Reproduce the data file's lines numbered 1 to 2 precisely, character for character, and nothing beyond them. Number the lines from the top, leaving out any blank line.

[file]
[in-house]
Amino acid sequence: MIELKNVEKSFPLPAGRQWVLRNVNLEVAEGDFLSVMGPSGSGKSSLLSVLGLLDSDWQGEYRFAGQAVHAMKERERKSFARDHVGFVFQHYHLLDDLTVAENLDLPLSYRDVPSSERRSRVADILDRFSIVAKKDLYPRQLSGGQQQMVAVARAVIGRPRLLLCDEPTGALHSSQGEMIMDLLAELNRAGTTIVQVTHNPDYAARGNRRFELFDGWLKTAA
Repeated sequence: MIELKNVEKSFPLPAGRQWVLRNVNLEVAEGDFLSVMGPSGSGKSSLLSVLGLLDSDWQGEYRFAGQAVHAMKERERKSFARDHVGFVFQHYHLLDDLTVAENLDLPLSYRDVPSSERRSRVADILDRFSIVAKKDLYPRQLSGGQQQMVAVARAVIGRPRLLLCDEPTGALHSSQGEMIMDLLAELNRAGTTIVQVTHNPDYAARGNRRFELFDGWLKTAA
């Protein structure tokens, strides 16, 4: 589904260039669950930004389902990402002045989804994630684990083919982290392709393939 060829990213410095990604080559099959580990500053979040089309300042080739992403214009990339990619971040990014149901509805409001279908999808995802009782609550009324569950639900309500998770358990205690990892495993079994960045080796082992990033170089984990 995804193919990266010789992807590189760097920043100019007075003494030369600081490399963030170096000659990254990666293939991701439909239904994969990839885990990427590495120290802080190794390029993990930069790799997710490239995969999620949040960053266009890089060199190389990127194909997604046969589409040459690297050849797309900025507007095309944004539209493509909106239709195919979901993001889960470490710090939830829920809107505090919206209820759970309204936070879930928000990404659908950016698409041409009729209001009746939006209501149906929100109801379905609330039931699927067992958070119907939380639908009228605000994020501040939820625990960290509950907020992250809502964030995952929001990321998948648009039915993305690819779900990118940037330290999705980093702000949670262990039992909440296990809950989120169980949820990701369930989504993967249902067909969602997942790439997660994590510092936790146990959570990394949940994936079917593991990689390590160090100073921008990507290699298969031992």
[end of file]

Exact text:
[in-house]
Amino acid sequence: MIELKNVEKSFPLPAGRQWVLRNVNLEVAEGDFLSVMGPSGSGKSSLLSVLGLLDSDWQGEYRFAGQAVHAMKERERKSFARDHVGFVFQHYHLLDDLTVAENLDLPLSYRDVPSSERRSRVADILDRFSIVAKKDLYPRQLSGGQQQMVAVARAVIGRPRLLLCDEPTGALHSSQGEMIMDLLAELNRAGTTIVQVTHNPDYAARGNRRFELFDGWLKTAA